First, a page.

With the increasing incidence rate of chronic kidney disease (CKD), inappropriate use of medicine in CKD patients is an important issue, as it may cause adverse effects in patients and progression to chronic renal failure.
The aim of this study is to assess the frequency of inappropriate medicine use among CKD patients.
A cross-sectional study was conducted from November 1 to December 1, 2014 in a Chinese teaching tertiary hospital. All medication prescriptions for CKD patients with serum creatinine level above normal value were enrolled. The prescriptions, including unreasonable dosage, contraindicated, and cautiously used medicines in CKD patients, were evaluated and the related medications were also analyzed and classified.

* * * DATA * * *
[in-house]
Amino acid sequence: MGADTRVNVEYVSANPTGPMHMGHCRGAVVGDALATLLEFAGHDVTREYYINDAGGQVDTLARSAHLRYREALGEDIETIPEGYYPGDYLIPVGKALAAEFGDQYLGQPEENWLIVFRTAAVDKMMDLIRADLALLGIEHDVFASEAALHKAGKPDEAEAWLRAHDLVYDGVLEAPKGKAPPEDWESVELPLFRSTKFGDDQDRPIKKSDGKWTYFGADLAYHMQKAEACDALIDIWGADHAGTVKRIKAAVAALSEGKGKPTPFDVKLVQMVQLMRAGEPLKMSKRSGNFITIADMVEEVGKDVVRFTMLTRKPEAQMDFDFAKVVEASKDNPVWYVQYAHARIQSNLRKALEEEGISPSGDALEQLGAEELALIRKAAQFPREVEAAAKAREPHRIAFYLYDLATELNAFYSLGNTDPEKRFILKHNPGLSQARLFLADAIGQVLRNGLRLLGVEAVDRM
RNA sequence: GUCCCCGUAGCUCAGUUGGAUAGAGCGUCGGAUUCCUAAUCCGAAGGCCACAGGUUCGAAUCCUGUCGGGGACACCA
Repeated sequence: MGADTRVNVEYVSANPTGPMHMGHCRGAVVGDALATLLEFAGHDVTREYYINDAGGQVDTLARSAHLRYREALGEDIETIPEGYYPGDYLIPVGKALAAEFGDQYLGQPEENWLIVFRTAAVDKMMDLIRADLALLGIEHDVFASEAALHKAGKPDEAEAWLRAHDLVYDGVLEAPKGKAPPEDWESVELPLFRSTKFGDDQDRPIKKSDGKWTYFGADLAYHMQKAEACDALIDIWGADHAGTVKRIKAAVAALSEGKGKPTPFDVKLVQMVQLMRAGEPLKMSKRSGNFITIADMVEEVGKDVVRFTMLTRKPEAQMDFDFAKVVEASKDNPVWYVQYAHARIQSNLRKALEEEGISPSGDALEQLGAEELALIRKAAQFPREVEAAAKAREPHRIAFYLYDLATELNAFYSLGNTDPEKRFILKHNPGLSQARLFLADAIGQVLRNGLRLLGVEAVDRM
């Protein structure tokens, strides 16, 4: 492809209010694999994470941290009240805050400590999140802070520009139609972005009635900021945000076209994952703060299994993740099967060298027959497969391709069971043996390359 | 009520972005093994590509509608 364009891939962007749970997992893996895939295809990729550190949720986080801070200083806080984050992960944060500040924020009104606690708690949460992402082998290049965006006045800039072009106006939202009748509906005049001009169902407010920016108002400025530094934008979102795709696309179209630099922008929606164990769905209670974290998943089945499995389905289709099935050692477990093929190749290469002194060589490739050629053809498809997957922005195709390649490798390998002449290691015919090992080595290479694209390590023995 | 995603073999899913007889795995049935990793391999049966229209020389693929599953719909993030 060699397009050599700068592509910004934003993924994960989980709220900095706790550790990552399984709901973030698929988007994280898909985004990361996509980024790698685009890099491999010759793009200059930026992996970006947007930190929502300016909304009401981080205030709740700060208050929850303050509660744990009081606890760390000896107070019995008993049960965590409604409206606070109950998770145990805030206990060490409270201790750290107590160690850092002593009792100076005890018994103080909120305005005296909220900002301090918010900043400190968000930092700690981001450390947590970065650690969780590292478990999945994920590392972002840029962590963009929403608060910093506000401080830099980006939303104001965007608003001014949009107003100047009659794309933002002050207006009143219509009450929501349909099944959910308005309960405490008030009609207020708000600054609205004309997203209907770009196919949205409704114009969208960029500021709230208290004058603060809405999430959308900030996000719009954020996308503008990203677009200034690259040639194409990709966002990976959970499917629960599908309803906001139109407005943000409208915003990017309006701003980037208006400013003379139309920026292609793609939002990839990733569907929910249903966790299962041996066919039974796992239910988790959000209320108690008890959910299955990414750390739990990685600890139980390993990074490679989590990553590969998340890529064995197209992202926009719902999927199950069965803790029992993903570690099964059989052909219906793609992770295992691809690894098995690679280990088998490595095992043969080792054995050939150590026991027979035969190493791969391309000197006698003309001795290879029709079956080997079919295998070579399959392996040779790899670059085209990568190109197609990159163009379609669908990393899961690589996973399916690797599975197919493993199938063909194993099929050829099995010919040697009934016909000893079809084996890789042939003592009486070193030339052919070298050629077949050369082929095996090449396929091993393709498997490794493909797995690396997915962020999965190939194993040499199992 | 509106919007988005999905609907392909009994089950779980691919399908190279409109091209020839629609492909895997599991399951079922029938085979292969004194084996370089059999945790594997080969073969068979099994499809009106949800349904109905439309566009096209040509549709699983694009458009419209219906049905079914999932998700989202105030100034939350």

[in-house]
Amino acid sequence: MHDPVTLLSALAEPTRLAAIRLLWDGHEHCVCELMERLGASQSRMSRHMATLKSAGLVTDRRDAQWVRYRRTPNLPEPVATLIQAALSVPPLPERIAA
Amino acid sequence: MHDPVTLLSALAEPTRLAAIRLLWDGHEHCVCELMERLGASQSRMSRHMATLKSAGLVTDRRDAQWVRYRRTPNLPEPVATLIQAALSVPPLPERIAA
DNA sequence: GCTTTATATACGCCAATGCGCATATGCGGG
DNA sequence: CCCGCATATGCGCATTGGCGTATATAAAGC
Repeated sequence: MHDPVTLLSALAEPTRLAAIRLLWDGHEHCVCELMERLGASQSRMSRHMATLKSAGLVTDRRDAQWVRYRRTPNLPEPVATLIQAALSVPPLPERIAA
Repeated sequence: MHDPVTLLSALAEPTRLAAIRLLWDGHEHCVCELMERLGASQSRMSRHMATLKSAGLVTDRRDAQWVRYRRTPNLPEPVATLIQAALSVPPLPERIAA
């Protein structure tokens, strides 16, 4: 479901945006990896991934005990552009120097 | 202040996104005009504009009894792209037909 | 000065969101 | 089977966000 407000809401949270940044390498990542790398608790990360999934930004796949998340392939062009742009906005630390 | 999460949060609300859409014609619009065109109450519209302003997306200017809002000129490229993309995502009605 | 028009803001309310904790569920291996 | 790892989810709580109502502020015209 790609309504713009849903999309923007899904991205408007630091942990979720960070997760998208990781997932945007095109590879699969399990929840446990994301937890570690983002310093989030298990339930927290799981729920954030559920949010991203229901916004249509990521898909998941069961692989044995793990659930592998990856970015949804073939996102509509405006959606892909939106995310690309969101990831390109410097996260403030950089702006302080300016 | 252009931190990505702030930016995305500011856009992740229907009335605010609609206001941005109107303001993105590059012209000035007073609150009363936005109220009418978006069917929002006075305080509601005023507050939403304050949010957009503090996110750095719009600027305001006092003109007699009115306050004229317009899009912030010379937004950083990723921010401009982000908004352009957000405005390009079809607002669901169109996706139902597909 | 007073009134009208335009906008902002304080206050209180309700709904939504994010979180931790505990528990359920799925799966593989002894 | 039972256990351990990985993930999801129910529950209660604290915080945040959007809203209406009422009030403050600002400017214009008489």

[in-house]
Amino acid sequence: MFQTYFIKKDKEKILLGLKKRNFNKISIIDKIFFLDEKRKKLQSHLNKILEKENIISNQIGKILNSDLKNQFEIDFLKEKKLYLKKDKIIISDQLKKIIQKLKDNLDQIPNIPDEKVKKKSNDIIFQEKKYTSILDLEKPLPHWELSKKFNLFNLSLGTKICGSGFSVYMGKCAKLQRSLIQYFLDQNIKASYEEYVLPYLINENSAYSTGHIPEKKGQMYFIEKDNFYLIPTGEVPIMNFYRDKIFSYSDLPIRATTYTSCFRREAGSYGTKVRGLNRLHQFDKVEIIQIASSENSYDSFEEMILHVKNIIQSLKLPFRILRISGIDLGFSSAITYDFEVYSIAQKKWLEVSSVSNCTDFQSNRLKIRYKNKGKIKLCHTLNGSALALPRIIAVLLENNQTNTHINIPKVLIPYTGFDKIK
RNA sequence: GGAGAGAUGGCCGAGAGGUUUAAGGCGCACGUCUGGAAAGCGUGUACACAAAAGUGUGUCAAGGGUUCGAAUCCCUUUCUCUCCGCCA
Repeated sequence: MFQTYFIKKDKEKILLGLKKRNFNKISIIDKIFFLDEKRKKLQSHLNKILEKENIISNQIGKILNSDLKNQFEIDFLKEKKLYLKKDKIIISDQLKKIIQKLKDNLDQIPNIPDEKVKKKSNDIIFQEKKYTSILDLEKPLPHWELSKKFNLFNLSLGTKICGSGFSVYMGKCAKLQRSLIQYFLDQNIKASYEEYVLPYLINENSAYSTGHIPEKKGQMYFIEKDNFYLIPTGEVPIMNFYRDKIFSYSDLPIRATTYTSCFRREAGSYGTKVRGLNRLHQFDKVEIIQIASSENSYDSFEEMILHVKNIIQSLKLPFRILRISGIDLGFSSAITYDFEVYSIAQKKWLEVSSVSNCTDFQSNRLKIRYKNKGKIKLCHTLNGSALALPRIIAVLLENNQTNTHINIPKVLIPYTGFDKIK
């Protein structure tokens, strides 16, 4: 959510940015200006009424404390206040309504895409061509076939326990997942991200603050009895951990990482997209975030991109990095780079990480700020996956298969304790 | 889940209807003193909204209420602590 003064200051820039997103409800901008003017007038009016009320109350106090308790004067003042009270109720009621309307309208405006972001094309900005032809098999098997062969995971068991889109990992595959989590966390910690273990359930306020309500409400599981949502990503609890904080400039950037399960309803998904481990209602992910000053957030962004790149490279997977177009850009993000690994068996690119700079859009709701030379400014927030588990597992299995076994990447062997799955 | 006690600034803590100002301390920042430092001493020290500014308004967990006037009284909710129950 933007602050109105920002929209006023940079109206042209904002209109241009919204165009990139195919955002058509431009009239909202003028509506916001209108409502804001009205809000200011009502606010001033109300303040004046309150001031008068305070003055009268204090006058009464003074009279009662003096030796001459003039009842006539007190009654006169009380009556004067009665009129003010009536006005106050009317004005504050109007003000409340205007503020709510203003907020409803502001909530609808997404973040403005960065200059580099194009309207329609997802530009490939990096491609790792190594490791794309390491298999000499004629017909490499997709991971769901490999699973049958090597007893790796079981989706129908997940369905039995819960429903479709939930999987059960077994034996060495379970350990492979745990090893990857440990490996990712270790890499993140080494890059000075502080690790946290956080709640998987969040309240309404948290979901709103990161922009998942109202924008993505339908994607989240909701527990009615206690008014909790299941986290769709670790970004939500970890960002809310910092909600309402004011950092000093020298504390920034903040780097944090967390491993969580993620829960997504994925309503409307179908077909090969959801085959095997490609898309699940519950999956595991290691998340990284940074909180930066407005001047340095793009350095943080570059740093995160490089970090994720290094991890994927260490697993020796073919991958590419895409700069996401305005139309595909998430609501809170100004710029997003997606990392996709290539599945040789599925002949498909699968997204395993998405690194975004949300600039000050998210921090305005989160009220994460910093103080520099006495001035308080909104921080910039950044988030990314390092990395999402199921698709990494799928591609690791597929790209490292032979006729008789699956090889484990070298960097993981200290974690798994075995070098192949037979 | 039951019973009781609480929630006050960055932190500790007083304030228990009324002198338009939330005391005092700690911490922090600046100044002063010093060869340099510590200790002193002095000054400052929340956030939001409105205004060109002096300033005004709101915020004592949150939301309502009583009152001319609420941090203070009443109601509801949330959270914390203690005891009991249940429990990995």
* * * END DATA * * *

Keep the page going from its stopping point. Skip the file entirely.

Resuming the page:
Two hundred and two patients were included, and a total of 1,733 lines of medication prescriptions were evaluated. The prevalence of inappropriate medication prescriptions in CKD patients was 15.18%, of which, unreasonable dosage (n=56), contraindicated (n=46), and cautiously used medicines (n=161) accounted for 3.23%, 2.65%, and 9.29%, respectively. Spearman’s rank correlation coefficient implied that there was a significant correlation between the severity of renal insufficiency and frequency of inappropriate medication prescriptions ( P=0.02, r=0.056). Among the inappropriate medication prescriptions, nutraceutical and electrolytes (n=65, 24.71%), cardiovascular drugs (n=61, 23.19%), and antimicrobial drugs (n=55, 20.91%) represented the top three medicine categories in CKD patients.